TIMELINE: Tanzania’s historical events

A brief outline of Tanzania's history.


Tanzania has always played a pivotal role in African history. From being the location of some of the earliest human fossils ever found to being the vanguard of anti-colonial and -neocolonial activity, the country’s history has helped shape the continent and how Africans view themselves. 

Prehistory: Some of the oldest human settlements have been unearthed in Tanzania, with the oldest human fossils near Olduvai Gorge (Oldupai) in northern Tanzania, being over 2 million years old. Hunter-gatherer communities who spoke Khoisan populated Tanzania about 10,000 years ago.  

600 B.C. – 400 B.C.: Bantu-speaking peoples move into the area east of Lake Victoria.

100: Arab traders travel routes between Africa’s west and east coasts. Gold, ivory, cloth and beads are exchanged. Arab culture and religion spread.
1498: Portuguese explorer Vasco da Gama becomes the first European to reach the East African coast.

1699: Portuguese ousted from Zanzibar by Omani Arabs.

1884: German Colonisation Society begins to acquire territory on the mainland.

1886 – Britain and Germany sign an agreement allowing Germany to set up a sphere of influence over mainland Tanzania, except for parts of the coast and Zanzibar.

1905-06 – German troops suppress a revolt by the indigenous Maji Maji.

 British rule

1916: British, Belgian and South African troops occupy most of German East Africa.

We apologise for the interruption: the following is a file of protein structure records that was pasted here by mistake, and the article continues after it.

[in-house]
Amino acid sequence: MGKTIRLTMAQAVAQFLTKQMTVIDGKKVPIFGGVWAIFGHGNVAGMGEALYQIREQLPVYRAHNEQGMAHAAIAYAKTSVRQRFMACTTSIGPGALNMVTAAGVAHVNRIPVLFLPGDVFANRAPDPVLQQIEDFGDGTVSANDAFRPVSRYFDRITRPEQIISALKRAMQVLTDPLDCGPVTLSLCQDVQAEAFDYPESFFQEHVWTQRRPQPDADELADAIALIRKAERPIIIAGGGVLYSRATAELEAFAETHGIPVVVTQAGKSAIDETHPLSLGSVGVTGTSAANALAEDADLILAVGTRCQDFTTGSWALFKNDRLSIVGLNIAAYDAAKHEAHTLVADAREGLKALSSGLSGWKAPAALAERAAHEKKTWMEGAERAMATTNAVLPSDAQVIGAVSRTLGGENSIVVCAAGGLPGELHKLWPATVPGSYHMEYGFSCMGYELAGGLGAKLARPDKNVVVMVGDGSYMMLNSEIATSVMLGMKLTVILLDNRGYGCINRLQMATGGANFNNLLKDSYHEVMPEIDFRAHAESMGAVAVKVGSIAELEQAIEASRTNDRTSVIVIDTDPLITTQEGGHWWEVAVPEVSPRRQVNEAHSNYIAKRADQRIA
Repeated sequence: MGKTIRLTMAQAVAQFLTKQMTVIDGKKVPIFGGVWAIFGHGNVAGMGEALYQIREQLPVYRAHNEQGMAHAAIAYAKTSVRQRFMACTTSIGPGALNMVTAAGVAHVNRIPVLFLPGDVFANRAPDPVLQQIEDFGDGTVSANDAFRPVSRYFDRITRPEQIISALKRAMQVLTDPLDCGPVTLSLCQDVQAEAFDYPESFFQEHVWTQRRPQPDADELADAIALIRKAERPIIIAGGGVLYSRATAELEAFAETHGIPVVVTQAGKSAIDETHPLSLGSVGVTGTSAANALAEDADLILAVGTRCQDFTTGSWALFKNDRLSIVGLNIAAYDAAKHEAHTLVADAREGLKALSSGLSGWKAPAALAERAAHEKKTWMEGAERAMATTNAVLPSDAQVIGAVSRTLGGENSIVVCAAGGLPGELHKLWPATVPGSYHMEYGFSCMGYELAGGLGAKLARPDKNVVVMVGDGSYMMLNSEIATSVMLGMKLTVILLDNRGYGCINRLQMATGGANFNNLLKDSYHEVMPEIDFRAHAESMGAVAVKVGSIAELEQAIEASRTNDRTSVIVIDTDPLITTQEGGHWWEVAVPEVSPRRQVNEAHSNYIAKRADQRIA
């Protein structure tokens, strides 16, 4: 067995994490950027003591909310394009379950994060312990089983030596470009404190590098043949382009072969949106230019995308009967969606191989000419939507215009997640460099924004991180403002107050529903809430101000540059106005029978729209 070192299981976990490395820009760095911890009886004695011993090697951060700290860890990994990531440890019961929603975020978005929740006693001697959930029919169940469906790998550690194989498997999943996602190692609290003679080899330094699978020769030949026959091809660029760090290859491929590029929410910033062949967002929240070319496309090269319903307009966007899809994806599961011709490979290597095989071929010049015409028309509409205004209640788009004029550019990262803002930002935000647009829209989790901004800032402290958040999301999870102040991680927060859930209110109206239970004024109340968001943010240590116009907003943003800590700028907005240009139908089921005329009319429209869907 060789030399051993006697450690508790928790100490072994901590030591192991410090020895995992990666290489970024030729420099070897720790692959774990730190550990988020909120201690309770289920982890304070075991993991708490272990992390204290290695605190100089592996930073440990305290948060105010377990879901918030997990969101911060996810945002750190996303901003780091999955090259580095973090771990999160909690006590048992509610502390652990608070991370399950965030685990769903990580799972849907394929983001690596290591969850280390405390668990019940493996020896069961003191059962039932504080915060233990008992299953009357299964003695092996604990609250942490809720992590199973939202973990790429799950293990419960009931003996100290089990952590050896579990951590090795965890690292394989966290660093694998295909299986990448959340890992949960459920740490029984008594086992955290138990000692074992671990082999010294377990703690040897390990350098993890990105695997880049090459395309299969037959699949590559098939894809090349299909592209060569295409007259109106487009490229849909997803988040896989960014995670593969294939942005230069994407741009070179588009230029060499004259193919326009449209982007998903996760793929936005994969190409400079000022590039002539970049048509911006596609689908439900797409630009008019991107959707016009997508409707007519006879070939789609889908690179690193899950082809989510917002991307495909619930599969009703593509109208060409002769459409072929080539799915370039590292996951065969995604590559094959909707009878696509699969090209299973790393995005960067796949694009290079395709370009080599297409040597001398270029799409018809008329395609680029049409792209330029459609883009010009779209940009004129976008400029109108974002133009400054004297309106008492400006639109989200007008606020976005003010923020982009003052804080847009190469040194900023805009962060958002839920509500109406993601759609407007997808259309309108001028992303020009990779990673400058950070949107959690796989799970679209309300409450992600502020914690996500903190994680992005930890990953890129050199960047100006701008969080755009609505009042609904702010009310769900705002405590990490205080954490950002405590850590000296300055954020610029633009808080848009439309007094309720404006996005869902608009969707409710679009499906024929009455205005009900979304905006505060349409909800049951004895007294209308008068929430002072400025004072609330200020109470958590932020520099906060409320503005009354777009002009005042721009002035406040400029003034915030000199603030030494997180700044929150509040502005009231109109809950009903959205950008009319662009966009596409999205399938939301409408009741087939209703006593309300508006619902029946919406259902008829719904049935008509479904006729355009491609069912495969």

1919: League of Nations gives Britain a mandate over Tanganyika – today’s mainland Tanzania.

1929: Tanganyika African Association founded.

1954: Julius Nyerere and Oscar Kambona transform the Tanganyika African Association into the Tanganyika African National Union (TANU).


1961: Tanganyika becomes independent with Julius Nyerere as prime minister.

1962: Tanganyika becomes a republic with Nyerere as president.


1963:Zanzibar becomes independent.

1964: Sultanate of Zanzibar overthrown by Afro-Shirazi Party (ASP) in a violent, left-wing revolution; Tanganyika and Zanzibar merge to become Tanzania with Nyerere as president and Afro-Shirazi leader Abeid Amani Karume as vice-president.


1967: Nyerere issues the Arusha Declaration, which launches drive for socialist economic self-reliance.

1977: TANU and Zanzibar’s Afro-Shirazi Party (ASP) merge to become the Party of the Revolution, also known as Chama Cha Mapinduzi (CCM), which is proclaimed as the only legal party.

1978: Ugandans temporarily occupy a piece of Tanzanian territory.

1979: Tanzanian forces invade Uganda, occupying the capital, Kampala, and help to oust President Idi Amin.

1985: Mr Nyerere retires and is replaced by the president of Zanzibar, Ali Mwinyi.

1992: Constitution amended to allow multi-party politics.

1995: Benjamin Mkapa chosen as president in Tanzania’s first multi-party election.

1998 August – Al-Qaeda Islamist terror group bombs US embassies in Tanzania and Kenya.

2000: Mkapa elected for a second term, winning 72% of the vote.